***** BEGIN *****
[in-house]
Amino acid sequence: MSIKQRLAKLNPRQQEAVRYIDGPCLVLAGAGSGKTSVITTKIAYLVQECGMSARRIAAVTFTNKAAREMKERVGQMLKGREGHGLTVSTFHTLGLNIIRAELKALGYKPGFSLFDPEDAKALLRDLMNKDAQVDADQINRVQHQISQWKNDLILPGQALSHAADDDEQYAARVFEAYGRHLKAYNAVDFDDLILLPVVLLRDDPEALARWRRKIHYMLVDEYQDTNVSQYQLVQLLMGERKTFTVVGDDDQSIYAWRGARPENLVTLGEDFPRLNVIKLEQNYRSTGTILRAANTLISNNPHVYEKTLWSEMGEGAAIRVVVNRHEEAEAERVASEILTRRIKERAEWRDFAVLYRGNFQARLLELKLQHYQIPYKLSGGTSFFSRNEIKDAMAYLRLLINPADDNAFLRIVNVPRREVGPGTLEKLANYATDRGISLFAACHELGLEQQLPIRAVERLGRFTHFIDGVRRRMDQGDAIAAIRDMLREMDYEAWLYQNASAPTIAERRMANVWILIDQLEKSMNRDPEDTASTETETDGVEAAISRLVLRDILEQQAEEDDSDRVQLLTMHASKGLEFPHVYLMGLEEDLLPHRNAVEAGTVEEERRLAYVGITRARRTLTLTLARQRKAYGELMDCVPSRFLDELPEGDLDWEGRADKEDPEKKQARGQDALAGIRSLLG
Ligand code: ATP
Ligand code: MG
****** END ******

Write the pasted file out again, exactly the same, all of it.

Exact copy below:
[in-house]
Amino acid sequence: MSIKQRLAKLNPRQQEAVRYIDGPCLVLAGAGSGKTSVITTKIAYLVQECGMSARRIAAVTFTNKAAREMKERVGQMLKGREGHGLTVSTFHTLGLNIIRAELKALGYKPGFSLFDPEDAKALLRDLMNKDAQVDADQINRVQHQISQWKNDLILPGQALSHAADDDEQYAARVFEAYGRHLKAYNAVDFDDLILLPVVLLRDDPEALARWRRKIHYMLVDEYQDTNVSQYQLVQLLMGERKTFTVVGDDDQSIYAWRGARPENLVTLGEDFPRLNVIKLEQNYRSTGTILRAANTLISNNPHVYEKTLWSEMGEGAAIRVVVNRHEEAEAERVASEILTRRIKERAEWRDFAVLYRGNFQARLLELKLQHYQIPYKLSGGTSFFSRNEIKDAMAYLRLLINPADDNAFLRIVNVPRREVGPGTLEKLANYATDRGISLFAACHELGLEQQLPIRAVERLGRFTHFIDGVRRRMDQGDAIAAIRDMLREMDYEAWLYQNASAPTIAERRMANVWILIDQLEKSMNRDPEDTASTETETDGVEAAISRLVLRDILEQQAEEDDSDRVQLLTMHASKGLEFPHVYLMGLEEDLLPHRNAVEAGTVEEERRLAYVGITRARRTLTLTLARQRKAYGELMDCVPSRFLDELPEGDLDWEGRADKEDPEKKQARGQDALAGIRSLLG
Ligand code: ATP
Ligand code: MG